Understanding Pakistan a Little Better
It is typically characteristic of Indian posturing and narrative to take a moral high-ground vis-à-vis Pakistan’s non-secular existence.
With the spate of violent protests in Kashmir and Pakistan’s allegations of human rights violations and suppression against India, once again the age-old and perennially relevant question in the strategic world has come up: How should India deal with Pakistan?
Time and again it has been felt that India has lacked a systematic and long-term Pakistan policy in the last 60 years. Its policy has at most been reactionary, spontaneous and short term, and based on miscalculations. This can be attributed to many factors like absence of communication between the military brass and bureaucratic-diplomatic cabal, or rather the malicious smugness of the latter vis-à-vis the former.
Other factors include things like a lack of a nationalist and realistic perspective in strategic thinking among India’s policymaking and intellectual circles. A sort of moralistic and idealistic approach that draws its inspiration from Jawaharlal Nehru’s idealistic vision has marked India’s strategic culture, much to its disadvantage, which has become irreversible over time.
One such idealistic approach advocates diplomatically engaging Pakistan with sustained dialogue at the political level. This has been the favored rhetoric of people across the spectrum from die-hard liberals to the so-called “realistic” policy wonks of India.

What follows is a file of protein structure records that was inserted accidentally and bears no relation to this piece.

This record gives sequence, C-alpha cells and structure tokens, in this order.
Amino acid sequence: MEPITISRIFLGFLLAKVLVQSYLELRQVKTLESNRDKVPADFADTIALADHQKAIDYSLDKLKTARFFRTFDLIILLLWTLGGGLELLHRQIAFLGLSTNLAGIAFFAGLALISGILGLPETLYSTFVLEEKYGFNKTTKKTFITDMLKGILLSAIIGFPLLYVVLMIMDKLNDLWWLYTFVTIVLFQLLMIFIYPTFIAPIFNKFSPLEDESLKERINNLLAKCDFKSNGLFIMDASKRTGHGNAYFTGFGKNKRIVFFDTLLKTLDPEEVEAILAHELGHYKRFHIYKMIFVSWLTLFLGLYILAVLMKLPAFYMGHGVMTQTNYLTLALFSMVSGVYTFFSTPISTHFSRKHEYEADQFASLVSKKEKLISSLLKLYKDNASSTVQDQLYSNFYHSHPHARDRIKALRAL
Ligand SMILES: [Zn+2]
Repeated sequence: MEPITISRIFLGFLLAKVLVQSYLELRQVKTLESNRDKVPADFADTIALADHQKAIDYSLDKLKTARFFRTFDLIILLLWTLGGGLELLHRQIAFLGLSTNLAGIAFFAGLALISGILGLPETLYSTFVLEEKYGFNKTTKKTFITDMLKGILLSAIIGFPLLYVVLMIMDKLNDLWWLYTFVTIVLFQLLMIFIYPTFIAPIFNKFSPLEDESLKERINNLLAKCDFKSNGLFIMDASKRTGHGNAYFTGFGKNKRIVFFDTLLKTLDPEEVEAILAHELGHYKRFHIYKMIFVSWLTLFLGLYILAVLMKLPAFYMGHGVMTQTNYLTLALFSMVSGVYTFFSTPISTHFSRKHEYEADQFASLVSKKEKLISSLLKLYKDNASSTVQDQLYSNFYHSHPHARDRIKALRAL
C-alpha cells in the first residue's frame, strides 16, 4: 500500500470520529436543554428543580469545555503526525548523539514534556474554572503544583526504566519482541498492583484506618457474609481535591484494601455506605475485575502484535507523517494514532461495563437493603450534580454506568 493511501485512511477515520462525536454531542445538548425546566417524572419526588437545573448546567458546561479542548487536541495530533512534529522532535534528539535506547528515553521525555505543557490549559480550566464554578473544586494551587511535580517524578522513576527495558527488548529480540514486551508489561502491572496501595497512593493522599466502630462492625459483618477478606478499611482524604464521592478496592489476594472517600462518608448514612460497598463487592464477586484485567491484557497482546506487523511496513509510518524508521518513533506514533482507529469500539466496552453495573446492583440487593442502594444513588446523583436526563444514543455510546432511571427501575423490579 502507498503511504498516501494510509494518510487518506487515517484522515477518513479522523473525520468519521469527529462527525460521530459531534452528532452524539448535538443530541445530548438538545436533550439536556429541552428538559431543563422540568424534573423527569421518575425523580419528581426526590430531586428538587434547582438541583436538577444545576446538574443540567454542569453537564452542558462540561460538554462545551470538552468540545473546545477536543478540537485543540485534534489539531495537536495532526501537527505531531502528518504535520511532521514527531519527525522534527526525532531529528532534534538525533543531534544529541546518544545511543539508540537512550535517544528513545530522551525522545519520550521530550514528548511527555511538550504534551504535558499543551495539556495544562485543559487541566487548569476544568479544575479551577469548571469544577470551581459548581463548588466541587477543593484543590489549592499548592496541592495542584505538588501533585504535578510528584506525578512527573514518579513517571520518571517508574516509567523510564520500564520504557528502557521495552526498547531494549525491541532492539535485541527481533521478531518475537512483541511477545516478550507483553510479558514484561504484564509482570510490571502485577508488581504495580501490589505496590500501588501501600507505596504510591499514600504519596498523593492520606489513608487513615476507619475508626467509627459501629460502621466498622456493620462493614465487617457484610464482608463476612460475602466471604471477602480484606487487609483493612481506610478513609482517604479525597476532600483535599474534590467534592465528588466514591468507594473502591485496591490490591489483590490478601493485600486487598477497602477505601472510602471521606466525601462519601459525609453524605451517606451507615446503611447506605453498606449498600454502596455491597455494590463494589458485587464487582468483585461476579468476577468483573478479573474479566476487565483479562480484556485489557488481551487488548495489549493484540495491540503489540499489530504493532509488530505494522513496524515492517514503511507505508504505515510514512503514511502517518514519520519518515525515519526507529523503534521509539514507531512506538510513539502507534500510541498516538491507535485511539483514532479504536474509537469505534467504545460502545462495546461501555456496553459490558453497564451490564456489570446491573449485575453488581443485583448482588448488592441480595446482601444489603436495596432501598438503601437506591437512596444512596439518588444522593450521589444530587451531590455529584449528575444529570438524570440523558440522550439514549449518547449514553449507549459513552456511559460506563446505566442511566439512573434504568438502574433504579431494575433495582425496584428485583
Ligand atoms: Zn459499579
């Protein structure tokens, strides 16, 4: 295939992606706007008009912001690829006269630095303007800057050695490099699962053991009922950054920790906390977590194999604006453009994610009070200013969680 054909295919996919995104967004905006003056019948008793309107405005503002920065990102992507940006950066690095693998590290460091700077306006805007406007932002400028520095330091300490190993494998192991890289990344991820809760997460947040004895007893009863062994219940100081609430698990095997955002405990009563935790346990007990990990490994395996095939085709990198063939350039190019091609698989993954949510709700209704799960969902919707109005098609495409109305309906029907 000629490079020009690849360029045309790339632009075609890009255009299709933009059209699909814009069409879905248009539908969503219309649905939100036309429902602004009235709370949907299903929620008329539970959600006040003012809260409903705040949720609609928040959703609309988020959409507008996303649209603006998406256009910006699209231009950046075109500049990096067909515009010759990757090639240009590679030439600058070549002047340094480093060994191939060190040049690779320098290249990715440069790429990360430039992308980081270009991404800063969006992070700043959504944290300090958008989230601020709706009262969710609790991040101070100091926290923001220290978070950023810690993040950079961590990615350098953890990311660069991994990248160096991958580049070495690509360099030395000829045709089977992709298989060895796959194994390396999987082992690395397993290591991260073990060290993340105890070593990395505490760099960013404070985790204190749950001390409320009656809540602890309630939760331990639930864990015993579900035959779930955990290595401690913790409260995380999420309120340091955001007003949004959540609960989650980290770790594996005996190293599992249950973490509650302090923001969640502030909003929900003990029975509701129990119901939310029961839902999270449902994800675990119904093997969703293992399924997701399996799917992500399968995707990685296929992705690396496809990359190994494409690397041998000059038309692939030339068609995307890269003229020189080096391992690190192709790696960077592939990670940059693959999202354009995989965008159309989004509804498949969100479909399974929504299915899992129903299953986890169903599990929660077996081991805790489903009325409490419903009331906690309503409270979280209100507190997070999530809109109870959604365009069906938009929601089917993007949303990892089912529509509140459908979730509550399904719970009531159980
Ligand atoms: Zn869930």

The problem with this kind of approach is that it comes without sufficient understanding of Pakistani psyche, the country’s true intentions and existential limitations. An exploration of these issues will require some reflection upon the nation’s origin and sociopolitical evolution over the last 70 years.
Understanding the Playing Field
The most pertinent question that comes up while addressing the issue of strategic dialogue with Pakistan is: Whom should India talk to? In Pakistan, there are multiple actors calling the shots. Most importantly and most powerfully, it is the army that runs the state. Then the Inter-Services Intelligence (ISI), better known as the “deep state” in the strategic world, is the real player who controls the state apparatus.
Then there are fledgling and weak democratic leaders like Nawaz Sharif, Asif Ali Zardari and Imran Khan. There are non-state actors like Lashkar-e-Taiba (LeT), Jamaat-ud-Dawa (JuD) and Tehreek-e-Taliban Pakistan (TTP), and an array of religious parties existing in the gray zone between extremist groups, terrorist organizations, charities or political bodies. These groups have been bred over decades by the military to suit its political and strategic interests. Now they play a major role in the social, cultural, political and the formal state apparatus of Pakistan. The worrying concern is that many of these non-state actors have gone beyond the control of the army and have become potent players in the global Islamic movement with their superb transnational networks, ready supply of recruits and funds, and strong expertise in the tradecraft of insurgency and terrorism.